Watching the documentary videos, I noticed you tended to take a very solitary approach initially to the writing. How hard was it when the time came to start getting other people involved?
Well, I don’t know if it was difficult, in a sense. I think the difficulties always lie in the social part of it for me, because typically I’ve been very guilty of, sort of, people pleasing in my life and in my career, and that has led me to sometimes making decisions creatively or business wise that weren’t right for me. But I was trying to keep other people happy and what have you, and I think part of the process of Empath that made it work creatively was my willingness to view that tendency and see if I could alter its course in some way. So, suddenly you start throwing other human beings into the mix, and then you compound that social obligation with the fact that creatively there’s this part of me that just like ‘I don’t want to please people anymore.’
I don’t want to be unkind to people, I don’t want to be rude to people, but I don’t want to put myself in a situation where I’m compromising what it is I want too creatively for the sake of other people’s feelings or what have you. And so that became interesting (laughs) to say the least – but again I think I’m what I learned from that is most people are much more willing to accept your truth if it’s coming from a place of not being mean spirited than I had anticipated so it was a bit of learning there as well.
I’ve found that people do their best work when they are just honest.
Yeah, but I mean there’s also a fine line between being honest and honesty Tourette’s (laughs) you know what I mean? Where you’re just kind of barking out what you perceive to be your truth without any sort of recognition of how that’s going to affect other people, and I think that the cross to bear that I had was is trying to find where that line was and a lot of what I recognise during this process is your intuition is going to tell you what is it you need and learning to trust your intuition is a skill set, I don’t think it’s something that is inherent in our personalities specifically in the world that we live in, you know, it kind of gets taught out of us, or beaten out of us in a certain way.
So, once I realise that what I’m saying is my truth and it’s not coming from a place of trying to be cruel to others or to be disrespectful of others, it became a lot easier to do, but there’s a bit of massaging that came with that.
You’ll be heading back down to Australia soon, what can we expect from a touring standpoint?
Well, there’ll be two types types of touring I’m going to do. First off, I’ve been doing these acoustic shows which work because it allows me to strip my material back to its most basic form. I think it kind of proves that even without the orchestras, backing tracks, choirs and all that stuff – it’s still me, it’s still who I am.
And by doing the acoustic shows as well it bides me time to put together the next band, and then the next tour that I’ll do down in Australia – I’ll probably do a bunch of the acoustic runs – and then the actual tour that I’ll do will be with a whole new group of people that are actually from a whole different scene in a lot of ways and it will be a combination of Empath, back catalogue – a lot of things.
But we’re starting with the acoustic runs and I think it should be announced there pretty quick.
Let’s talk guitars (because I’m a guitarist as well,) are you still using the ‘Open C’ tuning as your main tuning, or have you been experimenting with different ones?
(Dev has been using a lower tuning of open C for most of his career, instead of the standard E.)
Well I’ve experimented through my career with different tunings – sometimes standard, sometimes some weird alternate tuning, where I dropped my guitar and then pick it up and realise that it’s in a tuning that the song lies in. But typically, open C is where I’m at – sometimes it’ll be open B which is a similar sort of strategy on the fretboard, but open C is basically where I’ve always been at and I continue to be for this record for sure.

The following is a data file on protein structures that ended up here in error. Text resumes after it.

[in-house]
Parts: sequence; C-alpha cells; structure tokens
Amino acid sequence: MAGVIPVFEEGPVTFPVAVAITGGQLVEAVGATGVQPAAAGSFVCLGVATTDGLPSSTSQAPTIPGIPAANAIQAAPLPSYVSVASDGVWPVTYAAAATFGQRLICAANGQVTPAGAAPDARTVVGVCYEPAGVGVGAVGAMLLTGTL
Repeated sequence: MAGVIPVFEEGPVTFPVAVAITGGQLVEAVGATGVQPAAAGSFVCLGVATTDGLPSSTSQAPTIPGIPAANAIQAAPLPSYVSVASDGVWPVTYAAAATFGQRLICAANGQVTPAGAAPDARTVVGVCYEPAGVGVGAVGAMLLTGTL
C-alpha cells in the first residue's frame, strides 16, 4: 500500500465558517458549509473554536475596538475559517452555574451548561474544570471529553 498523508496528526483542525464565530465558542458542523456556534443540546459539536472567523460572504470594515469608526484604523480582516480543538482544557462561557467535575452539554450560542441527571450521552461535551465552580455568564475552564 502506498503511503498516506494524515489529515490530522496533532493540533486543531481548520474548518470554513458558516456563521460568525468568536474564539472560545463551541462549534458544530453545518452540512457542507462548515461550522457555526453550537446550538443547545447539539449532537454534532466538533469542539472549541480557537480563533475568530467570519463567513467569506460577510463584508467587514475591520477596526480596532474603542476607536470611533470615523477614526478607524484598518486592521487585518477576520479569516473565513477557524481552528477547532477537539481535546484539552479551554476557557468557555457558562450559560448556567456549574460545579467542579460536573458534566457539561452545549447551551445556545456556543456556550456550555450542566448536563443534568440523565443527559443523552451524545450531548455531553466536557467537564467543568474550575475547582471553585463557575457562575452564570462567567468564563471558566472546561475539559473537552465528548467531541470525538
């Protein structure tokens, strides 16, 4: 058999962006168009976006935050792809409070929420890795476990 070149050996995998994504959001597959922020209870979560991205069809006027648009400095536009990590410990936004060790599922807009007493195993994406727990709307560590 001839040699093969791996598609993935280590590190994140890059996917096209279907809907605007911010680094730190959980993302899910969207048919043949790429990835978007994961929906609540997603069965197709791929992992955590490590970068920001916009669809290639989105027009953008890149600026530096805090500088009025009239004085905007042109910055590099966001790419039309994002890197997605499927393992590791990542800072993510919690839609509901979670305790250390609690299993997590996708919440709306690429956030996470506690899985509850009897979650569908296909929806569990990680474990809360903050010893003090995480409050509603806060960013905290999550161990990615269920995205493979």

Maybe you could help with something – I’ve been finding my playing style has been in a bit of a rut lately, where everything I’m coming up with is in a bit of a box (basically, everything I’m writing sounds like Green Day.) Do you ever come across a similar scenario yourself, and any tips on how to break out of that creative rut?
That’s a hard thing to answer because when I get stuck in a rut, I just end up sounding like my other records, you know what I mean? To get out of the rut…I think it’s just a matter of time, because I don’t think there’s any sure fire way to change your trajectory. I think you just got to allow your life to proceed in ways that it then gives you more information, and that information is where the chords and the ideas lie.
I mean there’s lots of synthetic ways that people tend to try and get out of their own head, like drugs or booze, or social things that are toxic or what have you, but for me I feel that in life I’m trying to become less surrounded by drama rather than more, and sometimes what that leads me too is I’m just like ‘wow I got nothing now.’ And I think that’s okay – if all that’s coming out of you is Green Day riffs, then maybe it’s time to go to the beach, as opposed to beating yourself over the head for not writing a hit.
I think my other thing at the moment is I’d like to get back into a band this year, rather than just playing guitar by myself.
Yeah and I think that’s important too, because I think what gets lost a lot of the times is the reason why we start doing this. I know for myself because it’s so wrapped up in my career, in my identity, in all this there is a certain part of me the loses the plot sometimes. And you think ‘OK well the reason I’m writing is so people like me, or so it’s got something I can play live, or something like this.
And then you give your head a shake and you’re like ‘no, the reason I write is because I’m a musician and I really like music,’ and I think that sometimes that may lead us to things that aren’t reinventing the wheel, but ultimately if it makes us feel good then I think that’s reason enough.
Thanks for the advice Dev – and thank you for the chat!
Thanks, my friend – have a great day!
Interview By – Simon Valentine (@SimonValentine1)
Empath is out now via Inside Out Music. Grab a copy here
Devin Townsend – Empath tracklisting:
3. Spirits Will Collide
6. Hear Me
10. Singularity Part 1 – Adrift
11. Singularity Part 2 – I Am I
12. Singularity Part 3 – There Be Monsters
13. Singularity Part 4 – Curious Gods
14. Singularity Part 5 – Silicon Scientists
15. Singularity Part 6 – Here Comes The Sun